The National Climate Assessment Says We’re in Trouble. This Chart Shows Why.

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This animated chart from the Cooperative Institute for Research in Environmental Sciences shows the amount of carbon dioxide in our atmosphere. Note the spike?

Measuring CO2 in parts per million (ppm), the chart shows, first, how the amount of the gas in our atmosphere has increased year-by-year over the past few decades, and then, how dramatic those increases are relative to CO2 levels over the last 800,000 years. (For context, anthropologists believe Homo sapiens started acting like the humans we recognize today, with different languages and cultures and technologies, only about 50,000 years ago.)

Yes, the levels of CO2 in the atmosphere fluctuate naturally over time — but not by this much. Experts have concluded that, to keep the Earth’s climate from spinning out of control, the amount of CO2 in the atmosphere must be kept below 350 ppm. Because of our fossil fuel consumption, we’re now well beyond 400. And, as the National Climate Assessment recently illustrated, we’re starting to feel the effects.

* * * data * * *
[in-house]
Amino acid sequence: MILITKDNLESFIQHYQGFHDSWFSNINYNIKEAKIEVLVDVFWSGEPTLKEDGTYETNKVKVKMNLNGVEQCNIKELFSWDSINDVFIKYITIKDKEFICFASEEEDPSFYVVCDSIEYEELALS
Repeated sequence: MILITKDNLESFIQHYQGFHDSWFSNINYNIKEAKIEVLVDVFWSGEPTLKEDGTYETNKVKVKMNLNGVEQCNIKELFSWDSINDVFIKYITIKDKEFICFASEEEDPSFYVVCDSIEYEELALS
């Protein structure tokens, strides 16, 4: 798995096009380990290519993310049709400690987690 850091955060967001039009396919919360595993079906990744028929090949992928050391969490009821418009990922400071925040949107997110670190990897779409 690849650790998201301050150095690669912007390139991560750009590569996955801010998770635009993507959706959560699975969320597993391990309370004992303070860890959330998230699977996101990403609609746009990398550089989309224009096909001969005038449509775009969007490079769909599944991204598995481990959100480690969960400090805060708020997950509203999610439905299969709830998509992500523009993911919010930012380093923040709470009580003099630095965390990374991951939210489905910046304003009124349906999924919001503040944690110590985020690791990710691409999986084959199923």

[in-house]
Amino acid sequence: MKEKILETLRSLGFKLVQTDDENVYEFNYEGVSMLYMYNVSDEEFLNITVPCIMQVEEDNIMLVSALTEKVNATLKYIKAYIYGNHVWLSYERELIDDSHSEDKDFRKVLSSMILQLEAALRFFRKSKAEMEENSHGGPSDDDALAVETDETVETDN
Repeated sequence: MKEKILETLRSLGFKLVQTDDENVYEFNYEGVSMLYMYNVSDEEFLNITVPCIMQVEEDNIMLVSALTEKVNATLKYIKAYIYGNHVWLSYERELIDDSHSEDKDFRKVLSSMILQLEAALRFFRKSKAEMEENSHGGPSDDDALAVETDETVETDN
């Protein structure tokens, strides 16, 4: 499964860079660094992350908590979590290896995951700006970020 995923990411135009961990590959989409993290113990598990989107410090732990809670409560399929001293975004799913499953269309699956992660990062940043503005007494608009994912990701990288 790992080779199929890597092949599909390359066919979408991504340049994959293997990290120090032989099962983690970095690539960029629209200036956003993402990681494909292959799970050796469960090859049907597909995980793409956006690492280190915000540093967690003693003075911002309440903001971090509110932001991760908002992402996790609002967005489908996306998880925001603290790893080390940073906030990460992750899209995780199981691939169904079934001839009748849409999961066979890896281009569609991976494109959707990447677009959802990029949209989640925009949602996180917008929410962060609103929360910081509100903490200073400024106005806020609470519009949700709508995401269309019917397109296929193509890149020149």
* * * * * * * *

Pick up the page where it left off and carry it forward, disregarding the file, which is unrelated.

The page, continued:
John Light is a writer and journalist sometimes based in New York. He writes a lot about climate policy, both inside and outside of the US. He was a former associate digital producer for Moyers & Company. His work has been supported by grants from The Nation Institute Investigative Fund and the Alfred I. duPont-Columbia Awards, and has been included in ProPublica's #MuckReads collection. You can follow him on Twitter at @LightTweeting.
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